What are police allowed and not allowed to do during a drug arrest?

When officials search your place of residence for drugs or paraphernalia, there are several procedures and guidelines they must follow no matter what. 

Lawful searches and seizures should not violate your Fourth Amendment rights. 

Unallowable actions 

According to FindLaw, a reasonable search means there is sufficient reason to think that drugs are on the premises. This high likelihood is the definition of the term probable cause. 

Once the officers have a search warrant, they can officially enter your home. However, they cannot illegally obtain information or proof, such as searching your car without reason. Typically, this falls under the exclusionary rule, which states that evidence obtained from invasive searches is not legal to use in court. In addition, they cannot search your body in a stop and frisk situation, unless there is a high likelihood that you have a weapon on you. 

Allowable actions 

Reasonable searches in someone’s home are allowable. An item in plain view, such as a bag of cocaine sitting out in the open, is subject to get used as evidence. In addition, officials may look for other additional accomplices in the household before continuing with a search. This is a common procedure called a protective sweep.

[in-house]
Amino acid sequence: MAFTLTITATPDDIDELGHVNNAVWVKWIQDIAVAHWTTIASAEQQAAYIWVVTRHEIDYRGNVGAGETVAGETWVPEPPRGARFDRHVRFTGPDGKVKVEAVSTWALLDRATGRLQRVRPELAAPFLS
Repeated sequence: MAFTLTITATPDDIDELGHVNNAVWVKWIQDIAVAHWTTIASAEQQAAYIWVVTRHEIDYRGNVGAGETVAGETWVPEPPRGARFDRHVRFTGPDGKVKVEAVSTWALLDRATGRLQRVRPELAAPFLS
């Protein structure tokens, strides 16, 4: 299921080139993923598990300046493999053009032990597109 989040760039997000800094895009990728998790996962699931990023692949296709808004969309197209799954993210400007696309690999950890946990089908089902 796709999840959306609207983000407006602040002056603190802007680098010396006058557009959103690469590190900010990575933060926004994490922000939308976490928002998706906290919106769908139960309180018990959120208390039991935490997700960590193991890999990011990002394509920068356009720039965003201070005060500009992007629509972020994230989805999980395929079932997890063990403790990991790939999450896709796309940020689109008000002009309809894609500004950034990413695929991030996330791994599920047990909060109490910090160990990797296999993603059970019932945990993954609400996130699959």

Additional circumstances 

You must give consent to have your possessions searched. Law enforcement cannot look beyond the rooms you have allowed them access to. As a citizen, you have a reasonable expectation of privacy, which means some types of searches are off limits. 

In addition, there are circumstances where officials can enter without a warrant. For example, if there are gunshots heard in a place, these exigent circumstances are pressing enough that they do not wait for clearance from a judge. However, these are not as common as warranted searches.